The current marquee was dedicated in 1983, after an $85,000 federal grant allowed it to be restored from its art deco style back to its original look, complete with 1,296 chasing lights.

The Stratton Plaza marquee was also dedicated that year. The former Mohawk National Bank donated $30,000 for a brand new galvanized steel marquee to be painted cerise and cream, with 662 chasing lights.

“It used to be that when Proctors was all lit up, it was the brightest spot downtown,” said Morris. “But now, there are all these great signs downtown. So it’s kind of fun to update ours and add to the mix in a different way.”



June 27, 2013
7:07 a.m.

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How sad! The Proctors Marquee is one of the few pieces of downtown history

June 27, 2013
7:57 a.m.

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How sad! And what a HUGE waste of money! How about instead of updating the marque, we update the people who approved this project?!

June 27, 2013
9:38 a.m.

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You should of asked your patrons what they thought. Part of the nostalgia of Proctors is the Marquee. To remove it is like removing the art of the building itself. The Marquee has been a sign of what was in Schenectady for as long as most of us can remember. It's a shame you want to just remove it to make things easier.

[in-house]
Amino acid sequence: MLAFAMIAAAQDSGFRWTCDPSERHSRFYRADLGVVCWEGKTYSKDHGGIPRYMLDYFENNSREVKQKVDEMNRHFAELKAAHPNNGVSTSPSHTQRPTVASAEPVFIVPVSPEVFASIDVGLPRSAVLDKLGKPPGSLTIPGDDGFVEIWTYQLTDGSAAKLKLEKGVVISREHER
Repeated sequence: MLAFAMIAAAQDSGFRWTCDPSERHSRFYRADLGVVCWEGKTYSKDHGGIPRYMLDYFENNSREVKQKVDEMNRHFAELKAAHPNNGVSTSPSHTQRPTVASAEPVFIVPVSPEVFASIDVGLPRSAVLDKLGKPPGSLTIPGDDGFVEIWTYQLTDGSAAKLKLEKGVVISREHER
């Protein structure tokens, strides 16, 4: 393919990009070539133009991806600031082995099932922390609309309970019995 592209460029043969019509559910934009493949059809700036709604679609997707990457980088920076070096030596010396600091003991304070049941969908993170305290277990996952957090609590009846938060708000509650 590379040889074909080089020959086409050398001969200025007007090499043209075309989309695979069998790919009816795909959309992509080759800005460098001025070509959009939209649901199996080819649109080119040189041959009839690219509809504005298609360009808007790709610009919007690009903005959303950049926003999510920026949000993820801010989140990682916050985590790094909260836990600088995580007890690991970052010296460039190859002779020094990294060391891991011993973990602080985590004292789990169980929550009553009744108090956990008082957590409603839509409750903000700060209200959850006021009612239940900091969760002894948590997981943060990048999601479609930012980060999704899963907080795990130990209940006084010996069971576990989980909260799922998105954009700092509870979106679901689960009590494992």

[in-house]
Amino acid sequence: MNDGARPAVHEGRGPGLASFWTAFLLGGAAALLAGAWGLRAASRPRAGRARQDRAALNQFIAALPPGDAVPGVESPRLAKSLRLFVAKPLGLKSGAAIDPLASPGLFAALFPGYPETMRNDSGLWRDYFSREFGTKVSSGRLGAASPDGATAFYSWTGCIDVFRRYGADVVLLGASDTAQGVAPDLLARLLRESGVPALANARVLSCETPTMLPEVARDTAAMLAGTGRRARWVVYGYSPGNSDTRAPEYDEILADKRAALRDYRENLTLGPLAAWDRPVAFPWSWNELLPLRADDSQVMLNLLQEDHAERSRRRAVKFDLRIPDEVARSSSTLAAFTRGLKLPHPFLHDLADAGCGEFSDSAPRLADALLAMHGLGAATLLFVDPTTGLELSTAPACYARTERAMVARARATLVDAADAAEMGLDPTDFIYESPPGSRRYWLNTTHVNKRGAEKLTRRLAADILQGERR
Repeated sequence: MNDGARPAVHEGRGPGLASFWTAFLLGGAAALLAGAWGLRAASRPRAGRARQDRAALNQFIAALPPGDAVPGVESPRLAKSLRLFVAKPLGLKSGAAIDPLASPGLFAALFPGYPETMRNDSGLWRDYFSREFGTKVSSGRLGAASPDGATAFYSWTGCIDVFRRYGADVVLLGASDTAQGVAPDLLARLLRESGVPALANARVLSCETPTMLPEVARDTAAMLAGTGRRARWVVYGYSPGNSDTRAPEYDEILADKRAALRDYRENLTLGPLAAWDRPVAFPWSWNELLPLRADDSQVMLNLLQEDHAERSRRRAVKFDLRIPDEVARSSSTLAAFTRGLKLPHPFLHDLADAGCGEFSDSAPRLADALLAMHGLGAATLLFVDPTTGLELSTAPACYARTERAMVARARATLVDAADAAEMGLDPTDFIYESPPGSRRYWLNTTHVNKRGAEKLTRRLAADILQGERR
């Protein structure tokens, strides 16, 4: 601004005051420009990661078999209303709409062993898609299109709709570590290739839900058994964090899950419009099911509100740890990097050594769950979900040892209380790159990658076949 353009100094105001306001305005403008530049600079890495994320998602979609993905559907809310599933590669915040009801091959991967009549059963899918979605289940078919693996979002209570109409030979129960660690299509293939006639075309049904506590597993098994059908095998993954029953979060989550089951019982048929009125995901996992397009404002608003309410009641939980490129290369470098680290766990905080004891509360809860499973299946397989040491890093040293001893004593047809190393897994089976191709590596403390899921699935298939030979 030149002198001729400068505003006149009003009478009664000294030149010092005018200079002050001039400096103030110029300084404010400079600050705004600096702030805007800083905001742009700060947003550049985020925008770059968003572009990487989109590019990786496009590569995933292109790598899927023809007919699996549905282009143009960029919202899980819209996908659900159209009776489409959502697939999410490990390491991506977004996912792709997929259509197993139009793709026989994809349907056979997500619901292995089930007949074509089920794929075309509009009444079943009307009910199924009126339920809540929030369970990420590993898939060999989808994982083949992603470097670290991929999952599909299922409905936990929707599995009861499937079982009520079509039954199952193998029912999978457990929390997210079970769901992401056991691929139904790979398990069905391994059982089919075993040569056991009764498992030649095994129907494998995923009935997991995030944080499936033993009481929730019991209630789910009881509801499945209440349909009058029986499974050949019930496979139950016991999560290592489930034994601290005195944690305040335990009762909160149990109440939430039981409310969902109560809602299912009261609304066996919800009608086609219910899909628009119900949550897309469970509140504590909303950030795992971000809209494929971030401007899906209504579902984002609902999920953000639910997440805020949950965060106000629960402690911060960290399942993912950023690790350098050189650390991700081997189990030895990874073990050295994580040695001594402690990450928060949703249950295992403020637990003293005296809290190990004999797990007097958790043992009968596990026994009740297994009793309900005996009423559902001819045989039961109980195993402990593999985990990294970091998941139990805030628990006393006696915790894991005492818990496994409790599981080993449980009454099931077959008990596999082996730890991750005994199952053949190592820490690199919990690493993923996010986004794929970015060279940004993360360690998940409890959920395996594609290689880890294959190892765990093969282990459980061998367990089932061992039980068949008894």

Bob Pandori

June 27, 2013
5:26 p.m.

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Because the look will remain the same, except for the area with letters, I'm mollified. Even the letters will sometimes be the same, tho without being hand-placed. It's easy to understand not wanting to be up on a ladder in the channels of wind that State Street and the Stratton Plaza can become, when there's an alternative. Clearly the wear on the electrical and the rust on the metal need tending or the sign wouldn't function for long.

It's nice that our city, with 13th highest childhood poverty rate in the nation, can do anything extra...I hope that we can also obliterate the terrible statistics on hunger and poverty for children and adults in our fair city.

June 28, 2013
9:31 a.m.

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Yuk - how tacky.

July 2, 2013
4:11 p.m.

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Bad, Bad idea. The marquee is little more than a sign. And does little to attract (and nothing to detract) patrons from attending Proctors. One BIG waste of money and even worse when TAXPAYERS are bearing the costs.
Maybe MetroTax will also subsidize the signs of some of the tax-paying, job-generating BUSINESSES in downtown too.
That marquee at State and Erie could ALSO use some updating.
For reasons of traffic safety, this new electronic sign should NOT be allowed to have CHANGING or animated messages that distract drivers. City Leaders, are you paying attention?

July 2, 2014
12:21 p.m.

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As one who, back in the 70's, had a part time job at Proctors; I remember climbing a rickety old step ladder with an armload of metal letters to change the coming attractions. It was the worst part of an otherwise easy job. I'm sure the person(s)whose job it is to change the marquee is very happy with the change.